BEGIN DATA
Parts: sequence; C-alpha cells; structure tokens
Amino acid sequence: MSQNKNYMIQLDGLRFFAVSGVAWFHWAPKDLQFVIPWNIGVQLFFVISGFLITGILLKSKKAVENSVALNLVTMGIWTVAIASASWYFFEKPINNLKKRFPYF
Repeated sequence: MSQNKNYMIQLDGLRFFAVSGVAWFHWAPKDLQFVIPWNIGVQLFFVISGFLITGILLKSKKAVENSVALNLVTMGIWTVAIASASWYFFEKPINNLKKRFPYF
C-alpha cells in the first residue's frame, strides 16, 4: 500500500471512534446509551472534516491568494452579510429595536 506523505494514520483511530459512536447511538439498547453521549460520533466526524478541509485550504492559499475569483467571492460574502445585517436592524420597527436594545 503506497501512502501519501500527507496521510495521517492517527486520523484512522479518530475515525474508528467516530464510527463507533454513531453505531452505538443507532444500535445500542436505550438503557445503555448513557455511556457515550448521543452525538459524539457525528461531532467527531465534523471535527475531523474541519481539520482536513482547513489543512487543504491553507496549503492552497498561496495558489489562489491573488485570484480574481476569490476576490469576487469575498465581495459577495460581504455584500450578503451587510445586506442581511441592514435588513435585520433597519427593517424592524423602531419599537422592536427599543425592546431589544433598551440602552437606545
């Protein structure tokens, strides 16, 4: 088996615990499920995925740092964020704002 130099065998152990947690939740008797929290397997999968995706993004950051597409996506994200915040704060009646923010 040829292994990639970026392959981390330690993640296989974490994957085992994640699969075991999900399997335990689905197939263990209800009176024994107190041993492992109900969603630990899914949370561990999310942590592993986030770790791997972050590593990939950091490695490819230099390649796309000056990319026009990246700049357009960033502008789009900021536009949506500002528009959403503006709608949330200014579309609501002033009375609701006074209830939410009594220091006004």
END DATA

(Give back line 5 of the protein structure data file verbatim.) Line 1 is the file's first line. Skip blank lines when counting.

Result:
């Protein structure tokens, strides 16, 4: 088996615990499920995925740092964020704002 130099065998152990947690939740008797929290397997999968995706993004950051597409996506994200915040704060009646923010 040829292994990639970026392959981390330690993640296989974490994957085992994640699969075991999900399997335990689905197939263990209800009176024994107190041993492992109900969603630990899914949370561990999310942590592993986030770790791997972050590593990939950091490695490819230099390649796309000056990319026009990246700049357009960033502008789009900021536009949506500002528009959403503006709608949330200014579309609501002033009375609701006074209830939410009594220091006004």